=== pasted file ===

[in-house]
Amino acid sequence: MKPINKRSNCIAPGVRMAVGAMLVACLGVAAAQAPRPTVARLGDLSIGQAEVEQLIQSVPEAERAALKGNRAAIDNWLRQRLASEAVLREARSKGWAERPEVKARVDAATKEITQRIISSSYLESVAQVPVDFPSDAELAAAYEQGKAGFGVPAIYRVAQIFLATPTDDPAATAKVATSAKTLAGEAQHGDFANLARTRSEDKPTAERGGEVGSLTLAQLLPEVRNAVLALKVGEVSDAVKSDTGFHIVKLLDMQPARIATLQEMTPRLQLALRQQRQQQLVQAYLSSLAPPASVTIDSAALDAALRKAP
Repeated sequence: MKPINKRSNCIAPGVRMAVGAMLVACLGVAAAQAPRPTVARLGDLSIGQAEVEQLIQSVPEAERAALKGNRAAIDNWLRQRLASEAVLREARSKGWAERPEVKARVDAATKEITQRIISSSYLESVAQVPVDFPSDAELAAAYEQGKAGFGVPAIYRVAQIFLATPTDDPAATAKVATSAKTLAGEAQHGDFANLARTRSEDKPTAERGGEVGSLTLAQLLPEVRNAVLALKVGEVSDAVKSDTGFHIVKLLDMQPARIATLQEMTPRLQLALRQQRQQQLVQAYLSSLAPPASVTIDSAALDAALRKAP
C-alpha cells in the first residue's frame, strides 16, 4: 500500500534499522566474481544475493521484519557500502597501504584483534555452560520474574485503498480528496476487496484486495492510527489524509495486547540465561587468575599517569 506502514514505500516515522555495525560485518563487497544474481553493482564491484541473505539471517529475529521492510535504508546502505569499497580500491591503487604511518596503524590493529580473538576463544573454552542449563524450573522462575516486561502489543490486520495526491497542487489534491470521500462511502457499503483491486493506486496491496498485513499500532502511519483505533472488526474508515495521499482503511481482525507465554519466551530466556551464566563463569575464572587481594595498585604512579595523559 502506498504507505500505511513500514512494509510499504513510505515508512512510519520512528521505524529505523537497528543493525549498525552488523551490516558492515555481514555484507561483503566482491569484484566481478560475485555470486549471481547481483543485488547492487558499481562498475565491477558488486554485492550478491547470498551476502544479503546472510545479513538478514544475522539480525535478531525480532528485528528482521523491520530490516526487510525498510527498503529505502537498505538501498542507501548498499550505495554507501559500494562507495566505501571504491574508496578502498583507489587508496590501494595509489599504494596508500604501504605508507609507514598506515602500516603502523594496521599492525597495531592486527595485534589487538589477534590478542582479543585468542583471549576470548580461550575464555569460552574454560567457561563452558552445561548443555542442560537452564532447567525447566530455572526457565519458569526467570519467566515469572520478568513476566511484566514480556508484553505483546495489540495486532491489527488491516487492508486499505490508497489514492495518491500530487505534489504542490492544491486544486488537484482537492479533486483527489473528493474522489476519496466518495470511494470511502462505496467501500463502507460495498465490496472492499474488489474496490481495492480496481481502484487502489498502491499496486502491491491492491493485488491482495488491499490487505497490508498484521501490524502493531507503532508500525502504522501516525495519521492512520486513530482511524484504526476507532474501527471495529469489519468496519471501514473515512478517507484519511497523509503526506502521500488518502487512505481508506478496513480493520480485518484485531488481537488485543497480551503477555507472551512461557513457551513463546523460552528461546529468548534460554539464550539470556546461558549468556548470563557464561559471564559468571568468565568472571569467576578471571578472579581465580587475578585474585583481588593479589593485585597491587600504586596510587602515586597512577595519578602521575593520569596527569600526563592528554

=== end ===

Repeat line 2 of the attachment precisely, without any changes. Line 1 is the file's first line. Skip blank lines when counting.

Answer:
Amino acid sequence: MKPINKRSNCIAPGVRMAVGAMLVACLGVAAAQAPRPTVARLGDLSIGQAEVEQLIQSVPEAERAALKGNRAAIDNWLRQRLASEAVLREARSKGWAERPEVKARVDAATKEITQRIISSSYLESVAQVPVDFPSDAELAAAYEQGKAGFGVPAIYRVAQIFLATPTDDPAATAKVATSAKTLAGEAQHGDFANLARTRSEDKPTAERGGEVGSLTLAQLLPEVRNAVLALKVGEVSDAVKSDTGFHIVKLLDMQPARIATLQEMTPRLQLALRQQRQQQLVQAYLSSLAPPASVTIDSAALDAALRKAP